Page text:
A Family Affair (musical)

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A Family Affair
FamilyAffairLP.jpg
Original Cast Recording
Music John Kander
Lyrics James Goldman
John Kander,
Book James Goldman
William Goldman
Productions 1962 Broadway

A Family Affair is a musical with a book by James Goldman and William Goldman, lyrics by James Goldman and John Kander, and music by Kander. This was Kander's first show, and his only one written without Fred Ebb in Ebb's lifetime.

Synopsis[edit]

In Chicago, Gerry Siegal and Sally Nathan, a young suburban Chicago couple, decide to marry. The bride's Uncle Alfie (her guardian) wants an intimate wedding and wages a war of words with the groom's entire family. The groom's brassy Jewish mother Tillie commandeers the planning, steering it towards a large country club wedding (despite her husband's scolding her for taking over). Caterers, dressmakers, band leaders, rabbis, florists, photographers and a bossy wedding planner are pushed to the limit by the madcap preparations. The bride and groom, who have retained their sanity, realize that their families have almost destroyed the wedding. They announce their intention to have a quiet family affair.

Song list[edit]

Background[edit]

The three collaborators on the show, William and James Goldman, and John Kander, had all been friends for a long time and shared an apartment in New York City. Although all three would enjoy great success, when the musical was written only William Goldman was doing well in his career. He later remembered:

They were older than I was, Kander and my brother, and they were the ones who were supposed to succeed and they weren't I was. It terrified me and I wrote a musical with my brother and Kander, A Family Affair, which got on, which failed. I don't know why I did it. Here were these two wonderful figures for me and I was doing well and they weren't and I helped them in my own nutty way. Except it didn't work out that way, since everything I tried for the theatre failed.[1]

William Goldman says the idea for the musical was his.[2] It was originally optioned by Leyland Heyward and when he dropped the option their agent, Richard Seff, talked his cousin Andrew into producing it. Money was raised by doing live auditions, according to Seff:

Jim couldn't sing a note, Bill can't really sing but John Kander can a little bit, so Kander would play and sing and Bill would sing with him and then I had to get up and sing with them too so here was the agent playing actor. There were thirty people, fifty people, and we'd raise the thousand dollars one night and two thousand the next and we put together the whole show that way.[3]

The credits are shared by all three equally. "I would not say I was a major contributor to the lyrics, but we all decided the three of us would take the billing," remembers William Goldman.[4]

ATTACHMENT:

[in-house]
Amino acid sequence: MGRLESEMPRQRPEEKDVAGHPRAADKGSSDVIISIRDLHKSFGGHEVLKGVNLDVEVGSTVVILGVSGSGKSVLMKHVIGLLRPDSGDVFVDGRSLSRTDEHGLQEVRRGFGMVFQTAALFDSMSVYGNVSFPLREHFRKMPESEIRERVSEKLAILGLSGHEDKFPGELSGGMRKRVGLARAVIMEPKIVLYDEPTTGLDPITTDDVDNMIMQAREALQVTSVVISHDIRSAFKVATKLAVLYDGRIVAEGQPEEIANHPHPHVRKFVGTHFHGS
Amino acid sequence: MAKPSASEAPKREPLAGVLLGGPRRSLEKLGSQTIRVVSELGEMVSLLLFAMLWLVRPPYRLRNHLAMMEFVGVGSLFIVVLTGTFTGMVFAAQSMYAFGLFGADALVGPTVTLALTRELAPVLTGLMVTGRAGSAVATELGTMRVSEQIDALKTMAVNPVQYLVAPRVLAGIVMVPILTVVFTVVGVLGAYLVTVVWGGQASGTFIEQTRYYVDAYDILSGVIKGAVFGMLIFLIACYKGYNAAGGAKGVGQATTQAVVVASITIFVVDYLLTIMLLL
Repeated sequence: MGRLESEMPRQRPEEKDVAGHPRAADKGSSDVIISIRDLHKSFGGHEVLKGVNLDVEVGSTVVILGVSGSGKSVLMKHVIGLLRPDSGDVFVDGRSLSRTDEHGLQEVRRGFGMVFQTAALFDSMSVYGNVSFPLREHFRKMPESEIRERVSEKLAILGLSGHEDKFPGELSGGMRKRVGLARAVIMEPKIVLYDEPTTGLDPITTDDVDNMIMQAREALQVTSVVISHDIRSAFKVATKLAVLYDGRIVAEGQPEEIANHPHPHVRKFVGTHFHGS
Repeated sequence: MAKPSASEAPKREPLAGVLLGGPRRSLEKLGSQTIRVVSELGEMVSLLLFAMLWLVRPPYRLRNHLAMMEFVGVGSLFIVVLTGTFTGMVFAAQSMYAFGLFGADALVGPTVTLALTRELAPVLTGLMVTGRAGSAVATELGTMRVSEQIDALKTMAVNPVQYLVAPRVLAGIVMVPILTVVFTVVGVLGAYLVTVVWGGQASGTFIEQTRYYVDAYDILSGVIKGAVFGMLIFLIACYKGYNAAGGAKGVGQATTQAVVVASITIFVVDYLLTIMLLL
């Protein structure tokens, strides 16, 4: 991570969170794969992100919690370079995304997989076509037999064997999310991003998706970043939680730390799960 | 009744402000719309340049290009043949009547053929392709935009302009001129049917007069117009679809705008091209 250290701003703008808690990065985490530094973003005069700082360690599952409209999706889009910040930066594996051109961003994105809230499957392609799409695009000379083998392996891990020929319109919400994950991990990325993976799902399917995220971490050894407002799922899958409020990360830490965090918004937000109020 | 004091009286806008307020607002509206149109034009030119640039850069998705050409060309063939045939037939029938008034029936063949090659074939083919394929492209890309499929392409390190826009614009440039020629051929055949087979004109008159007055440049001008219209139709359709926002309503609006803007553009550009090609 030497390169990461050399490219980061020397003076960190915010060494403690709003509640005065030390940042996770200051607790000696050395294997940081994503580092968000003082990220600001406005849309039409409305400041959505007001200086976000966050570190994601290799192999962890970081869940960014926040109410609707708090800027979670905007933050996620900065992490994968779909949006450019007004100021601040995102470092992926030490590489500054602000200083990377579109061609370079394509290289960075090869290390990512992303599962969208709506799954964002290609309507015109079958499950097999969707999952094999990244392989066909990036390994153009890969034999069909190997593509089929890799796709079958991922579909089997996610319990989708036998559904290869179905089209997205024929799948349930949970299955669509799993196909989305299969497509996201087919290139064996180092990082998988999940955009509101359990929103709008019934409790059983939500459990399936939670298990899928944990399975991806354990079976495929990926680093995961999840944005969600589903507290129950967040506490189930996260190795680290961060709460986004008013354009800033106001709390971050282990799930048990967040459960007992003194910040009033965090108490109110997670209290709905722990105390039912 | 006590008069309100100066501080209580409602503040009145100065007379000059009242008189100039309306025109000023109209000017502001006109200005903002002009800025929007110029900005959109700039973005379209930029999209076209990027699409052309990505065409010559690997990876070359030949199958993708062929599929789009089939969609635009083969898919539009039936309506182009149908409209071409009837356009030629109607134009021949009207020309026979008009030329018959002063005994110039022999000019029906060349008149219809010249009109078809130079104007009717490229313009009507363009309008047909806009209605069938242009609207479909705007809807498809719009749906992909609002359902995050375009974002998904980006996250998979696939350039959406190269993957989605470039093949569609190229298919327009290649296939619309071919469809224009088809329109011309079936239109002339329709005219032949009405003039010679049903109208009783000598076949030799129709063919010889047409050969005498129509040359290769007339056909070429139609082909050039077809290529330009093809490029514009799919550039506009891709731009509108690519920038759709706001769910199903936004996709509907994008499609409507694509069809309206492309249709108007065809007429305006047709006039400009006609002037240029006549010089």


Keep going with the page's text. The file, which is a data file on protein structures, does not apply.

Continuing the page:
Production history[edit]

Originally planned as a project for Gertrude Berg to be directed by Jerome Robbins, it opened in Philadelphia directed instead by Word Baker, who recently had staged The Fantasticks off-Broadway. With everything from the script to the score to the set in disarray, theatre producer Hal Prince was brought in to replace Baker and repair the damage. Poor box office prevented the out-of-town tryout from being extended and Prince, making his directorial debut, brought the show to New York City knowing it was better but still in need of serious work.

The Broadway production opened on January 27, 1962 at the Billy Rose Theatre, where it ran for 65 performances and five previews. The cast included neurotic comic Shelley Berman as Alfie, Eileen Heckart as Tillie, Rita Gardner as Sally, and Larry Kert as Gerry, with Morris Carnovsky, Cathryn Damon, Bibi Osterwald, and Linda Lavin in supporting roles.

According to Richard Seff:

We kept it alive, barely. It earned a living for those nine weeks but it never made any profit to speak of and to go on longer would have meant to take big losses so it was sensible to close it... When we first heard it, we thought it had great charm. But I think it would have been helped by a director who really understood big musicals and Wood Baker had just had the great success with Fantastiks, which was only a few people in a tiny, tiny theatre, and he did that one imaginatively, but this one he did not do imaginatively and it was very clunky. A lot depends on the director in a musical. He really can make fair material much better and a bad director can take excellent material and make it worse... Hal Prince took over the direction out of town. He helped it a lot. It got better. It just didn't get good enough.[5]

An original cast recording was released by United Artists Records.

References[edit]

  1. ^ Egan p 29
  2. ^ Egan p 33
  3. ^ Egan p 33
  4. ^ Egan p 33
  5. ^ Egan p 35

External links[edit]